The popularization of the term “military-industrial complex” is commonly traced to Dwight Eisenhower’s 1961 address upon leaving the presidency. Despite our knowledge of the term’s roots therein, argues Aaron B. O’Connell, few people remember the actual content of Eisenhower’s message. O’Connell, the author of Underdogs: The Making of the Modern Marine Corps, reminds us in an NYT opinion piece that what Eisenhower cautioned against was a permanent militarization of America, an unyielding state of preparation for and engagement in war that threatened to become a dominant feature of modern American life.
Despite Eisenhower’s warning, that’s essentially where we’ve arrived, led by civilians and politicians who project and protect the sanctity of American military institutions. From O’Connell’s piece:
From lawmakers’ constant use of “support our troops” to justify defense spending, to TV programs and video games like “NCIS,” “Homeland” and “Call of Duty,” to NBC’s shameful and unreal reality show “Stars Earn Stripes,” Americans are subjected to a daily diet of stories that valorize the military while the storytellers pursue their own opportunistic political and commercial agendas. Of course, veterans should be thanked for serving their country, as should police officers, emergency workers and teachers. But no institution — particularly one financed by the taxpayers — should be immune from thoughtful criticism.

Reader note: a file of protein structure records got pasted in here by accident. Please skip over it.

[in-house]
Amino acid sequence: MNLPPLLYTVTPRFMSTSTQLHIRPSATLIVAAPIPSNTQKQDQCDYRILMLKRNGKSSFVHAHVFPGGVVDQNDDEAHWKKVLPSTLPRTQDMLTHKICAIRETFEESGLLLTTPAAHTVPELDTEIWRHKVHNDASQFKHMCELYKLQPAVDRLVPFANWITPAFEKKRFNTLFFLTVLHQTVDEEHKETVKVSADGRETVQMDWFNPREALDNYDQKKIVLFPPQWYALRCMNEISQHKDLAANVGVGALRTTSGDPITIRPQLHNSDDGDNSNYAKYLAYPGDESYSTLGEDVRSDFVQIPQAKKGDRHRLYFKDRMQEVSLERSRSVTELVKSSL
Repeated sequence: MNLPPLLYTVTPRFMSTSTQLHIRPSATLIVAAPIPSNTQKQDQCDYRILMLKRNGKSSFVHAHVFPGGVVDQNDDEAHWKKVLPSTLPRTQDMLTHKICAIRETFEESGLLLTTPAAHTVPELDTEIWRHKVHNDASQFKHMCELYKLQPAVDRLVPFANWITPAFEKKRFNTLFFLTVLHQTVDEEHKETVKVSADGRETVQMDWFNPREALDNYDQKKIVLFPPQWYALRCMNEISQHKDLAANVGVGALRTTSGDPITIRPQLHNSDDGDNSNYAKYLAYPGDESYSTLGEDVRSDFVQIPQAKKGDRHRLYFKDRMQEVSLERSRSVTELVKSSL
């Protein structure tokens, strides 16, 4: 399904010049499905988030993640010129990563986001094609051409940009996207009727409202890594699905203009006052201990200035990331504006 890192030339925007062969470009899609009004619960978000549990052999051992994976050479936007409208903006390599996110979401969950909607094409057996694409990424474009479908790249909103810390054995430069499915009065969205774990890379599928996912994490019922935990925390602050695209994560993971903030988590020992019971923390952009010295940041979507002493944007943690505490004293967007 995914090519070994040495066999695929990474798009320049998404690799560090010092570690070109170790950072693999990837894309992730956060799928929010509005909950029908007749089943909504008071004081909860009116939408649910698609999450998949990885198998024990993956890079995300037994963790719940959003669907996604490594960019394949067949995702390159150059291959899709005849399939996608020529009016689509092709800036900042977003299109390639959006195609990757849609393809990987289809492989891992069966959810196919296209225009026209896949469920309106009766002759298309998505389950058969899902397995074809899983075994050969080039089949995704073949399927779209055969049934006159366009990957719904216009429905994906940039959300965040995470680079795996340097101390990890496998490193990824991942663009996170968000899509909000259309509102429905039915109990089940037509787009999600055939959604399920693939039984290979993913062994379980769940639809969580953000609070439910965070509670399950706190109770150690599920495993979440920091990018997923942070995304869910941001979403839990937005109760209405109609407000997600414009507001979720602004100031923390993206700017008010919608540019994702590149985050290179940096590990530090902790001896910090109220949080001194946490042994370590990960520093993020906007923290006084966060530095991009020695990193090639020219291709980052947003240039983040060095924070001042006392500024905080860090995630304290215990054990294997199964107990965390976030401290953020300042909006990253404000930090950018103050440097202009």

“That which is left unexamined eventually becomes invisible,” he continues, “and as a result, few Americans today are giving sufficient consideration to the full range of violent activities the government undertakes in their names.”
As O’Connell explains in Underdogs, the Marines in particular have excelled at catapulting themselves to these heights of popular esteem. They’ve managed to become a force in American culture, he argues, largely by way of their own culture of force. O’Connell, himself a Marine reserve officer and assistant professor of history at the US Naval Academy, recently spoke with us about the book, and the concept of militarization: